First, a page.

Greeks in Germany

The Greeks in Germany comprise German residents or citizens of Greek heritage and Greeks who immigrated to Germany. According to the Federal Statistical Office of Germany, 453,000 people living in Germany in 2019 had full or partial Greek ancestry.[1] 363,650 of these were Greek citizens (including those with dual citizenship).[2]

Greeks in Germany
Greek population relative to total Greek population in Germany 2021.svg
Distribution of Greek nationals in Germany
Total population
2016, Greek Ethnic Origin 443,000
2016, Greek Citizens 348,475
2016, Born in Greece 274,060
2016, Born in Germany 74,415
Regions with significant populations
Frankfurt Rhine Main Region, Munich, Stuttgart, Düsseldorf, Bielefeld
German, Greek
Predominantly Greek Orthodox Church some Islam (Greek Muslims)


Significant immigration from Greece to Germany started around 1700, when the Ottoman Empire opened its borders. The first community was found in Leipzig at this time.

The second wave of immigration was when Otto of Wittelbach became King of Greece as Otto of Greece. Many Greeks came as students to Bavaria.

The Greek population of today came mostly after World War II. West Germany needed employees for their expanding industry. In East Germany, Greek communists came as political refugees until 1973.

Many Greek children were involuntarily relocated to the German Democratic Republic by the Communist rebels during the Greek Civil War.


The first Greek schools were created because of the number of Greeks immigrating over to Germany. Since the first Greek school built in 1960 and up until 1990, over 1 million Greeks had immigrated to Germany. About 800,000 of those Greeks had after either a long-term or a short term stay had gone back to Greece. Nowadays, every fifth of an estimated 47,000 students of Greek origin attends one of 35 Greek schools in Germany.


The first Greeks came during the time of the Roman Empire to Central Europe. Among the major German cities Offenbach am Main and Stuttgart had the highest share of Greek migrants in 2011 according to German Census data. [3] Munich was home to the largest Greek community in Germany. According to the same census, there are also large Greek diaspora communities in Nordrhein-Westfalen, especially in Düsseldorf and Bielefeld.

Early Greek workers in Germany, in 1956
The place where the Griechenhaus stood, a court of Greek merchants in Leipzig
The Greek Salvator church in Munich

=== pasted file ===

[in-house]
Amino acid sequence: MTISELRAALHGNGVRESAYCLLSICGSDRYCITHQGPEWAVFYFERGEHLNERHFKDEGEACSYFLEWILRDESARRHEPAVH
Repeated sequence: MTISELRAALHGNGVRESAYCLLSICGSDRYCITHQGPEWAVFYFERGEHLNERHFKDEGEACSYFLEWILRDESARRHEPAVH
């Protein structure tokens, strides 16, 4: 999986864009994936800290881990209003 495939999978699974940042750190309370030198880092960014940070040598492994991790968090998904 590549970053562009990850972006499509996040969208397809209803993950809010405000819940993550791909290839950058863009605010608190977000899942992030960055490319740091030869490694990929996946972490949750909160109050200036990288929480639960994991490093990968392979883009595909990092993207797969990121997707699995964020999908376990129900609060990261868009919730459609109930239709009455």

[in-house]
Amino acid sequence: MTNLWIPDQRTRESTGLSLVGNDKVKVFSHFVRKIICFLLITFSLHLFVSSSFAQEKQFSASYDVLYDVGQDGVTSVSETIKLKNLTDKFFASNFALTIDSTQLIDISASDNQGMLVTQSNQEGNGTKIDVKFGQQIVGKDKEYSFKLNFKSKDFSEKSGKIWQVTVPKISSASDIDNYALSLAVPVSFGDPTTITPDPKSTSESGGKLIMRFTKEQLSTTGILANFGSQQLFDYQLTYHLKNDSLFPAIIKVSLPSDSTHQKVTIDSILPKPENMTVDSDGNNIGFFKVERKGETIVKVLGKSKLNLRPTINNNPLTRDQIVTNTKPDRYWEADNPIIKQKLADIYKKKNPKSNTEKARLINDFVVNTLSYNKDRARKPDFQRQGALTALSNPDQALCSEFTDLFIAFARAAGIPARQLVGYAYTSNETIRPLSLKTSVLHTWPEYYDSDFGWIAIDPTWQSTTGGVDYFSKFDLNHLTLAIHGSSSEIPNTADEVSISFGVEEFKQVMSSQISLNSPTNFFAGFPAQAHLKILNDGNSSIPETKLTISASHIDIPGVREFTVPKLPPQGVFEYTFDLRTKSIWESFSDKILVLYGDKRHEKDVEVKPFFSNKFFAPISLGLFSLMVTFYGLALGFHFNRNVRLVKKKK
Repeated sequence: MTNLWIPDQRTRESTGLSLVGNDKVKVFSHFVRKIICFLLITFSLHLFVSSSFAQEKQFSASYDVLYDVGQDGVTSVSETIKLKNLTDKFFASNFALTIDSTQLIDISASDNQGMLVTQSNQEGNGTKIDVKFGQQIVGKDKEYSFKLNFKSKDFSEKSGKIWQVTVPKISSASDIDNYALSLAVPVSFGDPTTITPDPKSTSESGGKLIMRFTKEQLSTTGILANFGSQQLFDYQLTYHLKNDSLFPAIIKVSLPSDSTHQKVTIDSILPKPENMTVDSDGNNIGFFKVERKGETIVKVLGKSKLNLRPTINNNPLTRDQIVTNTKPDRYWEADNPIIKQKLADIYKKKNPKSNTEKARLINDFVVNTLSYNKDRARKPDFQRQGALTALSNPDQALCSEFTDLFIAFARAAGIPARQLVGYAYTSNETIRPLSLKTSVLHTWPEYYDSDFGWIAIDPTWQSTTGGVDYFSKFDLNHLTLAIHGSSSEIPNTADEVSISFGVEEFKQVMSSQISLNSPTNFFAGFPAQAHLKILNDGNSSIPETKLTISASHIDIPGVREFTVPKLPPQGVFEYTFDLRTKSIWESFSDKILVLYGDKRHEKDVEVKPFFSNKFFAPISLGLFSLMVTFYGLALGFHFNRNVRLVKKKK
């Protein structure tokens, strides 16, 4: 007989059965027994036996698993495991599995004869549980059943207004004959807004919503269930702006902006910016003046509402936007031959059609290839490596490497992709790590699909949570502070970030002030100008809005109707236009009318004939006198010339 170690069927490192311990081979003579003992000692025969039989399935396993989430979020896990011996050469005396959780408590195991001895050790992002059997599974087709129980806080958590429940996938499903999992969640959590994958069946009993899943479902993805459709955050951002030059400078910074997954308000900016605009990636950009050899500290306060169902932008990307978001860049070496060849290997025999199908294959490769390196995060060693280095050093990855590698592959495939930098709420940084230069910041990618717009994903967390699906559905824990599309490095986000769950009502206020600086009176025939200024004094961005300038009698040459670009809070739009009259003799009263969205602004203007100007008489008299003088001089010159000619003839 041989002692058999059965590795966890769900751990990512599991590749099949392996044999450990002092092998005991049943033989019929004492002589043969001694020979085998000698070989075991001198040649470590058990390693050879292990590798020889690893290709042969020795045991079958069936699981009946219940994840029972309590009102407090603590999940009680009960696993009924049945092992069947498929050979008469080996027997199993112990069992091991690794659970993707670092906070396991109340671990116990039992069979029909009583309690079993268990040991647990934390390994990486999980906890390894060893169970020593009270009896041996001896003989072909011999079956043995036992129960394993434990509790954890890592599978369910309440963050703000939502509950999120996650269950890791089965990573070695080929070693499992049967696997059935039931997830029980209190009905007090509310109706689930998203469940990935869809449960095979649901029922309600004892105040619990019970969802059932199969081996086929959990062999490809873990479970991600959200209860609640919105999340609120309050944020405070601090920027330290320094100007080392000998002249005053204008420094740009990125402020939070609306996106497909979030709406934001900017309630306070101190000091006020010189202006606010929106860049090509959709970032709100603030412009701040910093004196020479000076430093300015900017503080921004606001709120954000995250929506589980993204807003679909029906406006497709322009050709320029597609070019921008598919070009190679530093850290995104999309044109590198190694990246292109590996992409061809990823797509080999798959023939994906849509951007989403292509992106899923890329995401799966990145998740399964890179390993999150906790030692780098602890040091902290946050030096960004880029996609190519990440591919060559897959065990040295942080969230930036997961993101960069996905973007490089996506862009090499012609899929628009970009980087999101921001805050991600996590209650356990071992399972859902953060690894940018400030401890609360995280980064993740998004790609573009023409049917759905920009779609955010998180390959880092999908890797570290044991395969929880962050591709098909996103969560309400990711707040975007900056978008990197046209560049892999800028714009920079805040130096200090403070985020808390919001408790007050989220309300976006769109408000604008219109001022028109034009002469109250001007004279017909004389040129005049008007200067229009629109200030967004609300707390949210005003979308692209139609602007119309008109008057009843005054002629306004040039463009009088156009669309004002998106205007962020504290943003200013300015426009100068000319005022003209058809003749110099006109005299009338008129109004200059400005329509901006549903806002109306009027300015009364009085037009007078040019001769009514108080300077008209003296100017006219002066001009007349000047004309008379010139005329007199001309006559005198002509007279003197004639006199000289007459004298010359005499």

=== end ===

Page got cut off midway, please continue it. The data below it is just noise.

This Greek tavern was founded 1882 in Neckargemuend near Heidelberg
Greeks in Germany by Nationality[4]

Muslims from GreeceEdit

There are some members of the Muslim minority of Greece among the some 350,000 Greeks living in Germany who are from the Muslim minority Muslim minority of Greece or who espouse a Turcophone identity.[5] The majority of Muslims immigrated from Western Thrace.[6] In the 1960s and 1970s, the Thracian tobacco industry was affected by a severe crisis and many tobacco growers lost their income. This resulted in many Muslims leaving their homes and immigrating to Germany with estimates suggesting that today there are now between 12,000[7] and 25,000[8] residing in Germany.

Notable peopleEdit

See alsoEdit


  1. ^ "Bevölkerung in Privathaushalten nach Migrationshintergrund im weiteren Sinn nach ausgewählten Geburtsstaaten". Statistisches Bundesamt (in German). 2019. Retrieved 2021-01-11.{{cite web}}: CS1 maint: url-status (link)
  2. ^ "Ausländische Bevölkerung nach Geschlecht und ausgewählten Staatsangehörigkeiten". Statistisches Bundesamt (in German). Retrieved 2021-01-11.
  3. ^ "Kartenseite: Griechen in Deutschland - Landkreise". 2017-03-26. Retrieved 2017-04-23.
  4. ^ Knerr, Béatrice (2006). Vorweggenommene Erweiterungen: Wanderungsbewegungen aus Grenzgebieten in die EU. ISBN 9783899582819.
  5. ^ Westerlund & Svanberg 1999, 320-321.
  6. ^ Council of Europe: Parliamentary Assembly 2007, 118.
  7. ^ Clogg 2002, 84.
  8. ^ International Assembly of Western Thrace Turks. "POLITICAL AND CIVIL ORGANISATION COMMISSION". Archived from the original on 2011-07-21. Retrieved 2010-05-19.


  • Clogg, Richard (2002). Minorities in Greece: Aspects of a Plural Society. C. Hurst & Co. Publishers. ISBN 1-85065-705-X..
  • Council of Europe: Parliamentary Assembly (2007). Parliamentary Assembly: Working Papers 2007 Ordinary Session 22–26 January 2007. Council of Europe. ISBN 978-92-871-6191-8..
  • Westerlund, David; Svanberg, Ingvar (1999). Islam Outside the Arab World. Palgrave Macmillan. ISBN 0-312-22691-8..

Further readingEdit